I love books that can evoke the feelings of a season. For example, The Go-Between, with it’s portrayal of one glorious summer, or Wind In The Willows, with it’s perfect descriptions of a lazy spring day, or a chill winter evening. I think one of the reasons I like the Famous Five books so much is they make me feel like I’m in one long hot endless beautiful summer. In fact, I just bought a book based solely on the fact it supposed to evoke a long ago hot summer. (Month in the Country by J Carr, and it did, and I enjoyed it)
The weather is important in books, I think. It can be a reflection of a characters mood, or a sign of the plot. Thunderstorms are always a good indicator of things going wrong. It can move the plot along. In Persuasion, the rain in Bath is constantly causing meetings as people shelter.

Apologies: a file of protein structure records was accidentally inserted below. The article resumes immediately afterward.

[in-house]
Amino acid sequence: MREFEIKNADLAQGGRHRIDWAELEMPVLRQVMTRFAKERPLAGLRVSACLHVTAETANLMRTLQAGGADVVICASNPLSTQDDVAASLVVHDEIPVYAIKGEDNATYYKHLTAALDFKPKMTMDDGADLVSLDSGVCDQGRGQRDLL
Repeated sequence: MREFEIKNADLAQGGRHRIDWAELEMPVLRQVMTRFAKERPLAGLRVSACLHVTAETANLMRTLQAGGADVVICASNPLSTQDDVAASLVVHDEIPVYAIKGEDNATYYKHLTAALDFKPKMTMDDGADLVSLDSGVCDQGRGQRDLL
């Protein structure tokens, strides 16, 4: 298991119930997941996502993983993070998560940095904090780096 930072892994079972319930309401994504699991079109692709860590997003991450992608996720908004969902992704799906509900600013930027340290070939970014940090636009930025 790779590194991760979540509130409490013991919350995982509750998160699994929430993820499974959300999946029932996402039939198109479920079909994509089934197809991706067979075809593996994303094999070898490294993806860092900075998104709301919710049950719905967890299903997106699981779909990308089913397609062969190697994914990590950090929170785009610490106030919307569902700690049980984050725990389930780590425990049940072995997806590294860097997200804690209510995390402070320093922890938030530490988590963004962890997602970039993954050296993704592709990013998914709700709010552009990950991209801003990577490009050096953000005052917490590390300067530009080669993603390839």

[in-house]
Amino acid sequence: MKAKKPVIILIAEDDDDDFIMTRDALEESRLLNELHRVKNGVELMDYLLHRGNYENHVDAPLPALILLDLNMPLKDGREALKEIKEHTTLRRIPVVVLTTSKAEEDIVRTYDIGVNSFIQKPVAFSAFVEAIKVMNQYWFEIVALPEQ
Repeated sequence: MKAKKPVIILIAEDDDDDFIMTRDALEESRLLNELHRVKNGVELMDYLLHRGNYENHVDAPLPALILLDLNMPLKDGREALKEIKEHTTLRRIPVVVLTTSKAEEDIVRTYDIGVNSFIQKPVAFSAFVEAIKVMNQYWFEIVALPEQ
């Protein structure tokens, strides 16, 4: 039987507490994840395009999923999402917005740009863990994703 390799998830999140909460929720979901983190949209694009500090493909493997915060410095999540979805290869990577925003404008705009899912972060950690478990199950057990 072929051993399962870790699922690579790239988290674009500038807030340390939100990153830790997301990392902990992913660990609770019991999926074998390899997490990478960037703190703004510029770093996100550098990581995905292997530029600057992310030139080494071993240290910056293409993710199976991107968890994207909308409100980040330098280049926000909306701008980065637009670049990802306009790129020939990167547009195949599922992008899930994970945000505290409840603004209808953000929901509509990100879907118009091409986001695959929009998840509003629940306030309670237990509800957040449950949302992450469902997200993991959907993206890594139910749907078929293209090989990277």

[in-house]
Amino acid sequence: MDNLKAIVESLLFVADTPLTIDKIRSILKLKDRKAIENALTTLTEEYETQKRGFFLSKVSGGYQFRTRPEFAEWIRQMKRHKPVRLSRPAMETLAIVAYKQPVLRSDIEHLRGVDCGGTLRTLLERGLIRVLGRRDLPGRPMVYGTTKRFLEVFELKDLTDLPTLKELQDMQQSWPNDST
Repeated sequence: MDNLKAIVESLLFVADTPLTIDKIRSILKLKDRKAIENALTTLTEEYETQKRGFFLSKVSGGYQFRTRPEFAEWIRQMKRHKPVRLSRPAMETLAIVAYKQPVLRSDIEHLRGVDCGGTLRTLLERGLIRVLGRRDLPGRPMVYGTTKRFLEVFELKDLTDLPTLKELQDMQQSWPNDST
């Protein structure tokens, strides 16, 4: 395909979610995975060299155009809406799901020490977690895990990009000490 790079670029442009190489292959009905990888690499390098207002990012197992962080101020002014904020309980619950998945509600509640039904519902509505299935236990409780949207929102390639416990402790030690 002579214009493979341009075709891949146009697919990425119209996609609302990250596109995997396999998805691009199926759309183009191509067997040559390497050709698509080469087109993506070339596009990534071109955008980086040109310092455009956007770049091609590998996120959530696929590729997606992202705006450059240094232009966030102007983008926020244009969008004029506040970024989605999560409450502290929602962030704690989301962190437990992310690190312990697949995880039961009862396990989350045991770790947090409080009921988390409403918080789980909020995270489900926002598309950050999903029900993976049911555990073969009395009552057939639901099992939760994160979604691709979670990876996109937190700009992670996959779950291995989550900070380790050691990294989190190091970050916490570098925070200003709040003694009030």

Besides, I love the feeling. It’s wonderful, on a miserable damp day, to open a book and be sent back to summer, and warmth and sunshine.
It’s more than a case of saying ‘it was hot’. Describing a season needs beautiful prose, poetic prose that stirs the feelings. And it’s not just the weather that needs describing, but the way people react to it, the things they do, the clothes they wear, the work they do, even the scent of the air – all of these are defined by season, especially in the countryside.
It’s summer here now. But I know if I read the right book ( let’s say, Christmas Carol), I could feel a cold winter breeze. And when it’s winter, I’ll dig out all those summer books. I love a season in a book.